Construction worker of 20 years SUZANNE KERVIN describes life in a male-dominated industry
HAVING been a bricklayer for 20 years I have witnessed both the good and the ugly side of being a woman in a male-dominated industry.
Since I was 17, incidents involving sexism, harassment and bullying were part of my daily battle, which I faced head on.
With the work of unions such as Ucatt, this has improved, although there is plenty of room for further work to be done.
I can recall incidents like the time I was quizzed in front of five male line managers about how I had sex with my partner — but it was me who was in the wrong when I challenged him back with the same question.
Or other cases like the abuse that lasted six months with one colleague, who referred to me as a slapper, a whore, a slut and a slag to my face in front of numerous other male colleagues.
This was witnessed by my line manager — who told me he’d called his own wife worse.
He also referred to me as “part-time” because he started at 7.30 and I started at 8 even though it was his decision to start 30 minutes earlier than our contracted start time.
I brought to his attention that not only was I a full-time bricklayer, I was also a full-time mum, and my day started much earlier than his.
When I brought this abuse to the attention of my bosses I was told that I was the cause of the confrontation, and mediation was the only way forward.
When I challenged my supervisor on this I was told to just get on with it.
On another occasion I went to the office to speak to my boss, only to have him rest his feet on my knees.
Workplace comments could also be unpleasant such as the allegation that I had left used sanitary towels and tampons all over the works vehicles and even that I was crouching on the seat to extract them.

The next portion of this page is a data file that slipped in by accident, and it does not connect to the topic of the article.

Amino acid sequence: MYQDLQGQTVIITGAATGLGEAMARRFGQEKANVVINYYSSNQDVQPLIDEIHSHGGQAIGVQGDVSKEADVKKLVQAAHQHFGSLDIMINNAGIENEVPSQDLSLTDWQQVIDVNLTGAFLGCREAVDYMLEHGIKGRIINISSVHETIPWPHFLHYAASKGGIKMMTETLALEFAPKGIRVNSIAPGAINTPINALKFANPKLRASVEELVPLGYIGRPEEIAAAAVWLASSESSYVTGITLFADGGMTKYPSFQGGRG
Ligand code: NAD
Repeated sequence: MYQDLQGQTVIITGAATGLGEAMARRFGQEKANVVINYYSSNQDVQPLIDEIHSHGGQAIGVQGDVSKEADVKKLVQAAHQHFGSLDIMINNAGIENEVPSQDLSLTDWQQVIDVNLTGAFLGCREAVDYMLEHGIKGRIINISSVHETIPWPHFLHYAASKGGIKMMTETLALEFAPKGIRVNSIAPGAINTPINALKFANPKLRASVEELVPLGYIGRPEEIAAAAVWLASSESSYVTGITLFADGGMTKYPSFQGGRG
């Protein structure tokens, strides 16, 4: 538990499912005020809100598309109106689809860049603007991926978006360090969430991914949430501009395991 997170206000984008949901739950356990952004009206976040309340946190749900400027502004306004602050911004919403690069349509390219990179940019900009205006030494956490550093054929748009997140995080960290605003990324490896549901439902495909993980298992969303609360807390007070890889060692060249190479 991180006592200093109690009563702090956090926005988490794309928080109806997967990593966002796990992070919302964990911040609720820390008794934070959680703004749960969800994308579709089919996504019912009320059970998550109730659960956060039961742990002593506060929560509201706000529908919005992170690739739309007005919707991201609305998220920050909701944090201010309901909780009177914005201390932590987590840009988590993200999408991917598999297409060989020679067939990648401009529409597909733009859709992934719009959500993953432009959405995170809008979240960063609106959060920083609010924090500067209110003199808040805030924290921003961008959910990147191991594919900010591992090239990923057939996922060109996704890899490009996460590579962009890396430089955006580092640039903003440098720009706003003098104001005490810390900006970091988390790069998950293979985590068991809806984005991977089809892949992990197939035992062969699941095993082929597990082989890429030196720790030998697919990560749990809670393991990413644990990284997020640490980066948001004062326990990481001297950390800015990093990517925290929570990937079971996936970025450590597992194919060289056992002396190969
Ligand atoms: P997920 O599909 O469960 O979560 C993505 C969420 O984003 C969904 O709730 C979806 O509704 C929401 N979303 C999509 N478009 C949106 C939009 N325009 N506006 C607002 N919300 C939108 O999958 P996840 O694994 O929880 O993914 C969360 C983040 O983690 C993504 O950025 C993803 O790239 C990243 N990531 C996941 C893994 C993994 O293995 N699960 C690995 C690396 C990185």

Working in social housing, I have had problems with tenants. On one occasion a male tenant pinned me to his chest and demanded a kiss before I left his property. When I reported this to my female manager it was just laughed off.
It goes further than just sexual remarks and harassment.
Getting personal protective equipment has often been problematic. I was told I needed to purchase my own work boots as they didn’t have my size in the stores.
In general getting protective equipment that fits is a struggle as they are designed to fit men, not women, and ill-fitting equipment is nearly as dangerous as not wearing any.
I have also found it hard to be taken as seriously as my male colleagues, as though the input I gave was discredited due to me being “just a woman” and not a fully qualified tradesperson.
On one occasion I requested scaffolding — which was ignored, only for a male worker to fall from a ladder and end up in hospital.
On another occasion I was told to check tie wires in a 9'' wall by a manager even though I knew they don’t have them, and when I tried to explain this I was screamed at to “do as you are told and get on with it.”
These incidents are not uncommon in the modern workplace and this is why many women leave the industry early, most leaving before their late twenties.
My experiences have certainly not been entirely negative. I have worked alongside many male workers who encouraged and supported me. It is also becoming more commonplace to see women in the industry working on sites.
Fortunately things are improving, although slowly, through unions such as Ucatt fighting for equality and diversity in the construction industry.
Ucatt has recently introduced a women’s network and earlier this year it hosted its first women’s weekend school, which was a great success.
The new Women get Women campaign aims to double Ucatt’s female membership by its next national delegates conference in 2016.
To increase the number of women working in the industry I believe that Ucatt and a future Labour government need to ensure that all equality and diversity policies are pushed forward in the workplace and are not just seen as paper policies.
We need to encourage the young women of today to see that there are other career options rather than just becoming stereotypical beauticians, nail technicians or carers who are mostly on the minimum wage — that they can fulfil any role as well, if not better, than their male counterparts in construction.
Conditions and pay are coming into line with those received by male workers and the shoots of new growth for women within the industry are becoming visible.
Due to the long-term failure to train enough construction workers, as the industry continues to grow in 2015, skills shortages will increase.
These can only be dealt with if we train more apprentices, which must include more women.
Construction managers need to understand that the best man for the job may very well be a woman.
Suzanne Kervin is a Ucatt members and bricklayer from north-west England.